Purchase this article with an account.
Satoshi Shioiri, Kazumichi Matsumiya; High spatial frequency of motion aftereffect. Journal of Vision 2006;6(6):1086. doi: 10.1167/6.6.1086.
Download citation file:
© ARVO (1962-2015); The Authors (2016-present)
We report a new type of motion aftereffect. The stimulus consists two overlapped sinusoidal gratings with different spatial frequencies. When the two gratings move in the opposite directions one from the other, motion of the low spatial frequency grating is seen. After the exposure to the moving stimulus, however, however, motion aftereffect (MAE) is seen in the opposite direction of unperceived motion of the high spatial frequency grating (high spatial frequency superiority of motion aftereffect). To investigate the underlying mechanism of the phenomenon, we measured MAE duration with variable combinations of spatial frequencies.
Adaptation stimulus consisted two drifting gratings with different spatial frequencies, which moved in the opposite directions. The contrast of each grating was 30 times of the threshold contrast. The spatial frequency of one grating was fixed at 0.53 c/deg and the other varied between 0.13 and 2.13 c/deg. After 20 s of adaptation, the observer judged MAE duration in the stationary or the flicker (4 Hz) stimulus of the same gratings, by pressing one of two keys to indicate the disappearance of MAE and the direction of perceived motion.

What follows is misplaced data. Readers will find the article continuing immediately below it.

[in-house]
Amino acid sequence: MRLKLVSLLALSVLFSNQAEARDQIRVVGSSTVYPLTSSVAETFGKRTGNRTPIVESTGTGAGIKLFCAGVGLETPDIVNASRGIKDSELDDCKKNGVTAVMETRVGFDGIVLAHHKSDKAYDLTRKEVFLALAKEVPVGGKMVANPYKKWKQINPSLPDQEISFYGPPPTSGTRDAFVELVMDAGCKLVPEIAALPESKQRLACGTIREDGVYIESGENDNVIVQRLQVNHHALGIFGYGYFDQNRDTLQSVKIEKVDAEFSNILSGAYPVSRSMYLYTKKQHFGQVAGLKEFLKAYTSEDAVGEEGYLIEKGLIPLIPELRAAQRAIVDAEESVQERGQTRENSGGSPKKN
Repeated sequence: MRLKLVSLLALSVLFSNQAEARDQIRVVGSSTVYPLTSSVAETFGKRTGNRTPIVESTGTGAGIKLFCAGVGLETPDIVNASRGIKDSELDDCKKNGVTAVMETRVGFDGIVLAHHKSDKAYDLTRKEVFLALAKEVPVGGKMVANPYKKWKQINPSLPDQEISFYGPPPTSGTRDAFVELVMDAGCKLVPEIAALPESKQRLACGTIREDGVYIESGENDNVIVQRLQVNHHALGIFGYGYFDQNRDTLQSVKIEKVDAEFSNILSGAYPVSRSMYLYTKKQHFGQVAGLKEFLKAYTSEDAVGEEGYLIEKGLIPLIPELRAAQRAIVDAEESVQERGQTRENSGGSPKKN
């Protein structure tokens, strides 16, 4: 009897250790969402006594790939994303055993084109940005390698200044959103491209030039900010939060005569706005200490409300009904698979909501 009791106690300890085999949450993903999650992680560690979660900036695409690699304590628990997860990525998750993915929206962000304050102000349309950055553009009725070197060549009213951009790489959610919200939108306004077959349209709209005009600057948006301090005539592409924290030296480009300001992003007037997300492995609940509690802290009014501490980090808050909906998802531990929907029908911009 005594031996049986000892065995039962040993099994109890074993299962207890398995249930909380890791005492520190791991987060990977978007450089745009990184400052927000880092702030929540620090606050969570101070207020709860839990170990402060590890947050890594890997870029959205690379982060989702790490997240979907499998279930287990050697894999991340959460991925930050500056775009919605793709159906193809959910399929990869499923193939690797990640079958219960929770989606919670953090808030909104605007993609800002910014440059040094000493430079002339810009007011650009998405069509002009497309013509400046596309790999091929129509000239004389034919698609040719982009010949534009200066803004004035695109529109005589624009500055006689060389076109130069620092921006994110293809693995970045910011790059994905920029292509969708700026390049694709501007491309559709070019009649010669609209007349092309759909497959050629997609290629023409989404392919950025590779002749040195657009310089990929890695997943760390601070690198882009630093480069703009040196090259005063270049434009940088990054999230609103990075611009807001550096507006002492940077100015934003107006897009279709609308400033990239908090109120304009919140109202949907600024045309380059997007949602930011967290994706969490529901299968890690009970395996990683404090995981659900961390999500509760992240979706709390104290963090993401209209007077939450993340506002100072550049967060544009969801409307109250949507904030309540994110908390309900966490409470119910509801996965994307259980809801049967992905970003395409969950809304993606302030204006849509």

Stationary test showed high spatial frequency superiority of MAE whereas flicker test showed opposite results, i.e., MAE in the direction opposite to the low spatial frequency drifting grating.
The results suggest that there are two motion mechanisms. One is sensitive to low spatial and high temporal frequencies and the other is sensitive to high spatial and low temporal frequencies.
This PDF is available to Subscribers Only